Who Needs Linux When You Can Get Windows 2000 On The Cheap?

from the not-the-original-plan dept

Back in August, a German court ruled that there is no right of first sale when it comes to software licenses. In other words, a company that bought software from a certain vendor can't turn around and sell it after they no longer need it. This is obviously in the interest of software companies, though it's seemingly at odds with the idea that software should be thought of as tangible property. So, either that ruling isn't being enforced, or the government is free to ignore it as the city of Munich has recently purchased some used licenses of Windows 2000, presumably to the chagrin of Microsoft, which would like organizations to be buying hot out of the oven Vista licenses. Microsoft has ceased supporting Windows 2000 in an effort to prompt upgrades, but this creates an opportunity for third party support for companies that see little reason to make the switch. Going against the law is just one odd thing about the purchase. Recall that Munich has garnered a lot of attention over its decision to ditch Windows and go completely with Linux. That process has been plagued by delays, and claims that the project is failing. It seems that the city is still moving ahead, but it's clear that ditching Windows cold turkey isn't an easy task.


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  1.  
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    Dam, Jan 4th, 2007 @ 10:33am

    There Is No Monopoly......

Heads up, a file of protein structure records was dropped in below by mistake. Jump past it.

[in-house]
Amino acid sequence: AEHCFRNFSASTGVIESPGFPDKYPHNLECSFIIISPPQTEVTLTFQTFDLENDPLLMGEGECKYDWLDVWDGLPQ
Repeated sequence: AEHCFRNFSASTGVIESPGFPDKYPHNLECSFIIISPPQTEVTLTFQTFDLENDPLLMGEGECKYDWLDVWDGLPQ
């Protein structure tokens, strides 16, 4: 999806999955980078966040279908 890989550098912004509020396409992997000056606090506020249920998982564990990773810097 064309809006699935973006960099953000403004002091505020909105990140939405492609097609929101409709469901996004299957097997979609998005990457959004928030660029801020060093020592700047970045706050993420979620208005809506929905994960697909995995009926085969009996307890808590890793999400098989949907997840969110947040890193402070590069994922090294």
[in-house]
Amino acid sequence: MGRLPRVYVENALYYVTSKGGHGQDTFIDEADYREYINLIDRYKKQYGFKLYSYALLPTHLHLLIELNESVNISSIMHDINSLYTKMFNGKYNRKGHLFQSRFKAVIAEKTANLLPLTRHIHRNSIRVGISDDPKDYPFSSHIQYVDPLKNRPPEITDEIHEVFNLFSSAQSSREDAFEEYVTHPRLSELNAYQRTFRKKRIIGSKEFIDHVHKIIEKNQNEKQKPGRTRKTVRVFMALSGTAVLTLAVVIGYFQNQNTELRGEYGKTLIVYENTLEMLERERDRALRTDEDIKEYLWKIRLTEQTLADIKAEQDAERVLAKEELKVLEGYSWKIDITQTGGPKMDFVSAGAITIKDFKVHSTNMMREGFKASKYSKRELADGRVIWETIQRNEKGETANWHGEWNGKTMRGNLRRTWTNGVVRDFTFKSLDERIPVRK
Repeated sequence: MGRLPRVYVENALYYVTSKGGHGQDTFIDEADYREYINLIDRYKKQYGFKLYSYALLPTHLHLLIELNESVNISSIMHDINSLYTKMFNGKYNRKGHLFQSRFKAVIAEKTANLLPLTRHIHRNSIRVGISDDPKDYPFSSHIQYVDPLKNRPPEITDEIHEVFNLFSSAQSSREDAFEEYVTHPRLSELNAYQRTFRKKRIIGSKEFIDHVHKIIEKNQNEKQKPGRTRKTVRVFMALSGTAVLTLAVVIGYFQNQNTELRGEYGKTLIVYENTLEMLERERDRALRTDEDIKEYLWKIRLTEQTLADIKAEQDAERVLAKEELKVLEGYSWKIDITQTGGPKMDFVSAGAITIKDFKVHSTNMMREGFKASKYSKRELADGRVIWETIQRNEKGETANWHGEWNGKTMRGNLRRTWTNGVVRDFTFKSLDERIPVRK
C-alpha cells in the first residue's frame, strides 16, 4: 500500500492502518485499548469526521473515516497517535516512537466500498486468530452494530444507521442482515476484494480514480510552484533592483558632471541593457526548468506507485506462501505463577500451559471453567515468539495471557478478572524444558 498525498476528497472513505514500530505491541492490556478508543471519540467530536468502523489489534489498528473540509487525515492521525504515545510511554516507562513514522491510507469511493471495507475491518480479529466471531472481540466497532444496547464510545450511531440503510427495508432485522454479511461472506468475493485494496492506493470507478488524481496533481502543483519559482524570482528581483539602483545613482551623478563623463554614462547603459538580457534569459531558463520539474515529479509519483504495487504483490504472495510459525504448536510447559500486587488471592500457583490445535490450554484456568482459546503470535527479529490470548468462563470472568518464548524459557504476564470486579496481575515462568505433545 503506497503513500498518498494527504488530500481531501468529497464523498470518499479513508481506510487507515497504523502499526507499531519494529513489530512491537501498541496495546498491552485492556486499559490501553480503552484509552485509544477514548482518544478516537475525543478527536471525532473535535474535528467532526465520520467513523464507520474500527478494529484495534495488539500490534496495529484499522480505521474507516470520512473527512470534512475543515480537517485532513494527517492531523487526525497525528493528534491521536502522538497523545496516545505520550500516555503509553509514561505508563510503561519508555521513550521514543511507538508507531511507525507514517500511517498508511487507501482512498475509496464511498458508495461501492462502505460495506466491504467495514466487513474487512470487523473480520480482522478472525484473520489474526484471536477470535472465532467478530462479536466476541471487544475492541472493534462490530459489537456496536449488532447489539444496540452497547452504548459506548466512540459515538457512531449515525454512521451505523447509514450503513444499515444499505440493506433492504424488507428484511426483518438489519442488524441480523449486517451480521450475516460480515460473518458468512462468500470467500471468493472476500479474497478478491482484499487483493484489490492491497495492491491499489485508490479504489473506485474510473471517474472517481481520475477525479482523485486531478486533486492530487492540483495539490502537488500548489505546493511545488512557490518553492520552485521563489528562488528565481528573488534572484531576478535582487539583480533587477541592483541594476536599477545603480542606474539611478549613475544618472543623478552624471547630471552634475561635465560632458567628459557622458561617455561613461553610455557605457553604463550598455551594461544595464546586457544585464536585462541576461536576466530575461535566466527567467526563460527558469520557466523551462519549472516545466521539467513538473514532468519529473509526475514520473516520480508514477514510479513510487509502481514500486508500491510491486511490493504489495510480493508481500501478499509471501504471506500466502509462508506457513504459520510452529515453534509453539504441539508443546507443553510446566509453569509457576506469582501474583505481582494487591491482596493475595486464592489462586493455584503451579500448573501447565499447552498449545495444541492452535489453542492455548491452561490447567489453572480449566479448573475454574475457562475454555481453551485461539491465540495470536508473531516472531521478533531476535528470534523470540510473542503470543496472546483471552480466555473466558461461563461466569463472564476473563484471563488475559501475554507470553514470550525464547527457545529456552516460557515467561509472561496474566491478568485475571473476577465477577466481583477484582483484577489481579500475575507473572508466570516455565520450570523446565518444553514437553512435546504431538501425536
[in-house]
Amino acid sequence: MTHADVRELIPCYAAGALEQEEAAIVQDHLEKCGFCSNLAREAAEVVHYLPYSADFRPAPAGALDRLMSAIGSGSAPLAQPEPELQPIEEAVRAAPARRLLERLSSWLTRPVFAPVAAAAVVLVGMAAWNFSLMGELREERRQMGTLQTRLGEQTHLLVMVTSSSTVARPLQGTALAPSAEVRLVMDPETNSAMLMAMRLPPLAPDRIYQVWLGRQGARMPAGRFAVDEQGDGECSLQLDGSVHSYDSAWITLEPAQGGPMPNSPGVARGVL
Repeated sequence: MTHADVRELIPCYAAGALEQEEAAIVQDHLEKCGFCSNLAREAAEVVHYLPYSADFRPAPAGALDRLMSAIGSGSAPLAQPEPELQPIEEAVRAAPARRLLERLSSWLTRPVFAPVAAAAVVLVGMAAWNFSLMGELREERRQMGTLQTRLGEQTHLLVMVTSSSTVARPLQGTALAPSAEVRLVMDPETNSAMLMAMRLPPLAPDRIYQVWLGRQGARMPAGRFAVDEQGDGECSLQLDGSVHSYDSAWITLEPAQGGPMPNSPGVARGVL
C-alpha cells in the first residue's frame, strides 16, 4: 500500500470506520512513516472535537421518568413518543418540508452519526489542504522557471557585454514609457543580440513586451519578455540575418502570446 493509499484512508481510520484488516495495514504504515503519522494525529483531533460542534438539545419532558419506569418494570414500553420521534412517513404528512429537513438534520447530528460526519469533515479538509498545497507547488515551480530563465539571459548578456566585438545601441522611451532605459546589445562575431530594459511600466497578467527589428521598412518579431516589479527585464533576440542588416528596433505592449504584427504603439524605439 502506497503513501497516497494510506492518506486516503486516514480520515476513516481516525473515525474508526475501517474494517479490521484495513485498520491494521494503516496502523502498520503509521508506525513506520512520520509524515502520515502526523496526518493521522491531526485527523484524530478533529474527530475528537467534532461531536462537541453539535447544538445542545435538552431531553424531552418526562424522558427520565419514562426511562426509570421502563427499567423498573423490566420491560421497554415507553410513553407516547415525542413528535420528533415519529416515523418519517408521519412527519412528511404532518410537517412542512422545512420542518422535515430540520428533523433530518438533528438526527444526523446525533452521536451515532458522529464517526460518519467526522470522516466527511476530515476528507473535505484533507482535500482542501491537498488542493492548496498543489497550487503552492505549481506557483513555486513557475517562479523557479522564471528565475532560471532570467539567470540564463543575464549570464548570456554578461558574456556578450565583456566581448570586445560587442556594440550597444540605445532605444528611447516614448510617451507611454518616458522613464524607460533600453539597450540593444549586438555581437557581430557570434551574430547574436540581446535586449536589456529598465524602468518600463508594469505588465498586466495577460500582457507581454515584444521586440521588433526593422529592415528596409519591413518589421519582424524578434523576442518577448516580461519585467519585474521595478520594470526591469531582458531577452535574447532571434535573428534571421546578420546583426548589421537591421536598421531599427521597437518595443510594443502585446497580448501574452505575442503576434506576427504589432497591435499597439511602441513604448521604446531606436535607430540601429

Just keep repeating that....Microsoft is not a monopoly.

    The fact that the Linux rollout is stalling points out the problem with open source solutions. The majority of the free world is using the non-monopolistic Micro$oft OSes and will continue to do so until PC manufacturers start installing some flavor of Linux. Of course, since few people use it, why would they shoot themselves in the foot?

    Microsoft is not a monopoly....Microsoft is not a monopoly....Microsoft is not a monopoly....Microsoft is not a monopoly....Microsoft is not a monopoly....Microsoft is not a monopoly....Microsoft is not a monopoly....Microsoft is not a monopoly....Microsoft is not a monopoly....Microsoft is not a monopoly....Microsoft is not a monopoly....

     

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  2.  
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    JediN8, Jan 4th, 2007 @ 10:39am

    Linux Users

    I like the way Linux users act like Linux is such a vable alternative to Windows that everybody is stupid for not switching. Then, when a casual computer user tries to switch and posts a cry for help on the average Linuxforum the answer is always the same. "D00d!! j00 sux0rs...what a stupid question." and the alternative answer. "Linux is for the l337, l0sr!!"

     

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    PhysicsGuy, Jan 4th, 2007 @ 10:42am

    Re: Linux Users

    it's because linux is not a viable alternative to windows. i currently use both and linux outside of its server niche is akin to a novelty joke item.

     

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    Chuck, Jan 4th, 2007 @ 10:43am

    I've got a copy to sell.....

    that I'm not using because I switched to Fedora Linux. The last straw was Quickbooks Online. Now there is not a single MS small biz app that does not have an equivalent or better replacement costing little or nothing more than a good internet connection.
    Fedora 5 is as Boris would say "Strong like Bull.") and installs like a champ, I've heard of other good Linux versions that have matured in mainstream reliability. I'm not a Gates hater, but his OSs are not secure enough and support is awful, like an update service that points to nothing and installs stuff you don't want (validation).

    If the government in Munich is having a problem, it's because it's a bunch of bureaucrats not the software.

     

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    drjones, Jan 4th, 2007 @ 10:52am

    Re: Linux Users

    @JediN8